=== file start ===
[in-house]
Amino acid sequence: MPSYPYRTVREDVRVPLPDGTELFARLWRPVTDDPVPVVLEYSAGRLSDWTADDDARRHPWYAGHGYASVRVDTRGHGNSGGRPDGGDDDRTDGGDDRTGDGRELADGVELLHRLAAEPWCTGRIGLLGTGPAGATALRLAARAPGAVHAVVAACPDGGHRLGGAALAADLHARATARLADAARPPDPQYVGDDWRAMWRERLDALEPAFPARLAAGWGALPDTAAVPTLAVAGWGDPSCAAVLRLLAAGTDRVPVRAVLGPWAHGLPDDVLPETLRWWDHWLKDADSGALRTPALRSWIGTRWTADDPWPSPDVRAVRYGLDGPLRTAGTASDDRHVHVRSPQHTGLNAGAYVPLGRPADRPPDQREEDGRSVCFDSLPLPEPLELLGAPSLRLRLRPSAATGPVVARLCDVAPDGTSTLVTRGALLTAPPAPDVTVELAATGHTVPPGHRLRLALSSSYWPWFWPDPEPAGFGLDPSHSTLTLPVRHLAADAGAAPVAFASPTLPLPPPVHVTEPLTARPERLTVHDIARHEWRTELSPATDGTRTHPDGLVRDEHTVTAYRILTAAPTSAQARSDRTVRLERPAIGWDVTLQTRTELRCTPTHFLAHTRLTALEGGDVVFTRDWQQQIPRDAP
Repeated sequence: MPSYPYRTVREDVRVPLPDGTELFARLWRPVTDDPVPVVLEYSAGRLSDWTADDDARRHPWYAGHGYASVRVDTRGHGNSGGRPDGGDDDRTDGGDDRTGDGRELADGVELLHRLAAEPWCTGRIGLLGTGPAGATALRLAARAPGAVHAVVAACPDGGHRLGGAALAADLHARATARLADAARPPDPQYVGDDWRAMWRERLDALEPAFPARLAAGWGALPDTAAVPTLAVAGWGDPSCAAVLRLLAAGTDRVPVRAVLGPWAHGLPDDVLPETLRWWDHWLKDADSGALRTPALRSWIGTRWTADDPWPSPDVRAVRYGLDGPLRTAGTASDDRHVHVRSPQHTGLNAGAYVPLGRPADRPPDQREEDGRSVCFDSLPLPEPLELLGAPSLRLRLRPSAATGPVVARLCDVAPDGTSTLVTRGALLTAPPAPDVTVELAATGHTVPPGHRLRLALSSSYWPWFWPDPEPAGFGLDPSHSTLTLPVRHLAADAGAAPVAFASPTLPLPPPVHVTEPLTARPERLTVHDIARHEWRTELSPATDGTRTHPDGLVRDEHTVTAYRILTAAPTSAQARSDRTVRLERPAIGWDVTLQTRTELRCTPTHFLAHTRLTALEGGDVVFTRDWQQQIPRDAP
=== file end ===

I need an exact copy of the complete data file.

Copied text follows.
[in-house]
Amino acid sequence: MPSYPYRTVREDVRVPLPDGTELFARLWRPVTDDPVPVVLEYSAGRLSDWTADDDARRHPWYAGHGYASVRVDTRGHGNSGGRPDGGDDDRTDGGDDRTGDGRELADGVELLHRLAAEPWCTGRIGLLGTGPAGATALRLAARAPGAVHAVVAACPDGGHRLGGAALAADLHARATARLADAARPPDPQYVGDDWRAMWRERLDALEPAFPARLAAGWGALPDTAAVPTLAVAGWGDPSCAAVLRLLAAGTDRVPVRAVLGPWAHGLPDDVLPETLRWWDHWLKDADSGALRTPALRSWIGTRWTADDPWPSPDVRAVRYGLDGPLRTAGTASDDRHVHVRSPQHTGLNAGAYVPLGRPADRPPDQREEDGRSVCFDSLPLPEPLELLGAPSLRLRLRPSAATGPVVARLCDVAPDGTSTLVTRGALLTAPPAPDVTVELAATGHTVPPGHRLRLALSSSYWPWFWPDPEPAGFGLDPSHSTLTLPVRHLAADAGAAPVAFASPTLPLPPPVHVTEPLTARPERLTVHDIARHEWRTELSPATDGTRTHPDGLVRDEHTVTAYRILTAAPTSAQARSDRTVRLERPAIGWDVTLQTRTELRCTPTHFLAHTRLTALEGGDVVFTRDWQQQIPRDAP
Repeated sequence: MPSYPYRTVREDVRVPLPDGTELFARLWRPVTDDPVPVVLEYSAGRLSDWTADDDARRHPWYAGHGYASVRVDTRGHGNSGGRPDGGDDDRTDGGDDRTGDGRELADGVELLHRLAAEPWCTGRIGLLGTGPAGATALRLAARAPGAVHAVVAACPDGGHRLGGAALAADLHARATARLADAARPPDPQYVGDDWRAMWRERLDALEPAFPARLAAGWGALPDTAAVPTLAVAGWGDPSCAAVLRLLAAGTDRVPVRAVLGPWAHGLPDDVLPETLRWWDHWLKDADSGALRTPALRSWIGTRWTADDPWPSPDVRAVRYGLDGPLRTAGTASDDRHVHVRSPQHTGLNAGAYVPLGRPADRPPDQREEDGRSVCFDSLPLPEPLELLGAPSLRLRLRPSAATGPVVARLCDVAPDGTSTLVTRGALLTAPPAPDVTVELAATGHTVPPGHRLRLALSSSYWPWFWPDPEPAGFGLDPSHSTLTLPVRHLAADAGAAPVAFASPTLPLPPPVHVTEPLTARPERLTVHDIARHEWRTELSPATDGTRTHPDGLVRDEHTVTAYRILTAAPTSAQARSDRTVRLERPAIGWDVTLQTRTELRCTPTHFLAHTRLTALEGGDVVFTRDWQQQIPRDAP